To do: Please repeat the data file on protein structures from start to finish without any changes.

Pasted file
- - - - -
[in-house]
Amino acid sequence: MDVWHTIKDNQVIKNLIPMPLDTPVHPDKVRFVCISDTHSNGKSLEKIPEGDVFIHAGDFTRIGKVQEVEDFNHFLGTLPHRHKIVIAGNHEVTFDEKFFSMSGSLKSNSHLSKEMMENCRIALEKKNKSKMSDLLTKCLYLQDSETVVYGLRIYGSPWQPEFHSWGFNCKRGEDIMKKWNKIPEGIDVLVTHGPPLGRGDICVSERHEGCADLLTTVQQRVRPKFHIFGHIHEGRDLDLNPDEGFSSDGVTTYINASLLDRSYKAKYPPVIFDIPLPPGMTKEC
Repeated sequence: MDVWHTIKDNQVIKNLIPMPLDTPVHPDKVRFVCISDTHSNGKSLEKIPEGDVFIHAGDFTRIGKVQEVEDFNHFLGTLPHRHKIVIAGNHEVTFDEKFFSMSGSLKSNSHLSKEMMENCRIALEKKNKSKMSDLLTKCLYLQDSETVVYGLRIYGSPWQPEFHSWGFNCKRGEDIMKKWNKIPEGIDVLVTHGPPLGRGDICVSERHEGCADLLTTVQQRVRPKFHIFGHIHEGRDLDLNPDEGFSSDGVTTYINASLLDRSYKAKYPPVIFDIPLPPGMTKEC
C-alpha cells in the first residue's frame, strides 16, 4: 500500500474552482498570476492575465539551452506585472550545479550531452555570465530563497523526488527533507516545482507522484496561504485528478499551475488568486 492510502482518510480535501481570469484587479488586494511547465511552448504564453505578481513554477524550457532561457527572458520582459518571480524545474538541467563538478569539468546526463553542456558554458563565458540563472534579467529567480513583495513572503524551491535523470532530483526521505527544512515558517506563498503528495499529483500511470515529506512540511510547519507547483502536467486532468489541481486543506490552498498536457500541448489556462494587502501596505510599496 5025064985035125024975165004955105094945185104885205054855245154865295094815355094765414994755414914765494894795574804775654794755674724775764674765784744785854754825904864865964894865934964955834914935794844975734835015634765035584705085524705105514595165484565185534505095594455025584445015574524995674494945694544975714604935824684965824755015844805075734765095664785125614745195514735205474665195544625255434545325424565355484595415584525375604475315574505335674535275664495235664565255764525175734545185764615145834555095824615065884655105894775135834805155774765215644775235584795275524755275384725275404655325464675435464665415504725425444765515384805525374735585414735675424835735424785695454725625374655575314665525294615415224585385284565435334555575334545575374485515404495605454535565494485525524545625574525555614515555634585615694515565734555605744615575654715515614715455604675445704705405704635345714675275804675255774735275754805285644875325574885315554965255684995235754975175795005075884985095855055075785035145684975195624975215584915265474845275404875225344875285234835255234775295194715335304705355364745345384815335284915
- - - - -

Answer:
[in-house]
Amino acid sequence: MDVWHTIKDNQVIKNLIPMPLDTPVHPDKVRFVCISDTHSNGKSLEKIPEGDVFIHAGDFTRIGKVQEVEDFNHFLGTLPHRHKIVIAGNHEVTFDEKFFSMSGSLKSNSHLSKEMMENCRIALEKKNKSKMSDLLTKCLYLQDSETVVYGLRIYGSPWQPEFHSWGFNCKRGEDIMKKWNKIPEGIDVLVTHGPPLGRGDICVSERHEGCADLLTTVQQRVRPKFHIFGHIHEGRDLDLNPDEGFSSDGVTTYINASLLDRSYKAKYPPVIFDIPLPPGMTKEC
Repeated sequence: MDVWHTIKDNQVIKNLIPMPLDTPVHPDKVRFVCISDTHSNGKSLEKIPEGDVFIHAGDFTRIGKVQEVEDFNHFLGTLPHRHKIVIAGNHEVTFDEKFFSMSGSLKSNSHLSKEMMENCRIALEKKNKSKMSDLLTKCLYLQDSETVVYGLRIYGSPWQPEFHSWGFNCKRGEDIMKKWNKIPEGIDVLVTHGPPLGRGDICVSERHEGCADLLTTVQQRVRPKFHIFGHIHEGRDLDLNPDEGFSSDGVTTYINASLLDRSYKAKYPPVIFDIPLPPGMTKEC
C-alpha cells in the first residue's frame, strides 16, 4: 500500500474552482498570476492575465539551452506585472550545479550531452555570465530563497523526488527533507516545482507522484496561504485528478499551475488568486 492510502482518510480535501481570469484587479488586494511547465511552448504564453505578481513554477524550457532561457527572458520582459518571480524545474538541467563538478569539468546526463553542456558554458563565458540563472534579467529567480513583495513572503524551491535523470532530483526521505527544512515558517506563498503528495499529483500511470515529506512540511510547519507547483502536467486532468489541481486543506490552498498536457500541448489556462494587502501596505510599496 5025064985035125024975165004955105094945185104885205054855245154865295094815355094765414994755414914765494894795574804775654794755674724775764674765784744785854754825904864865964894865934964955834914935794844975734835015634765035584705085524705105514595165484565185534505095594455025584445015574524995674494945694544975714604935824684965824755015844805075734765095664785125614745195514735205474665195544625255434545325424565355484595415584525375604475315574505335674535275664495235664565255764525175734545185764615145834555095824615065884655105894775135834805155774765215644775235584795275524755275384725275404655325464675435464665415504725425444765515384805525374735585414735675424835735424785695454725625374655575314665525294615415224585385284565435334555575334545575374485515404495605454535565494485525524545625574525555614515555634585615694515565734555605744615575654715515614715455604675445704705405704635345714675275804675255774735275754805285644875325574885315554965255684995235754975175795005075884985095855055075785035145684975195624975215584915265474845275404875225344875285234835255234775295194715335304705355364745345384815335284915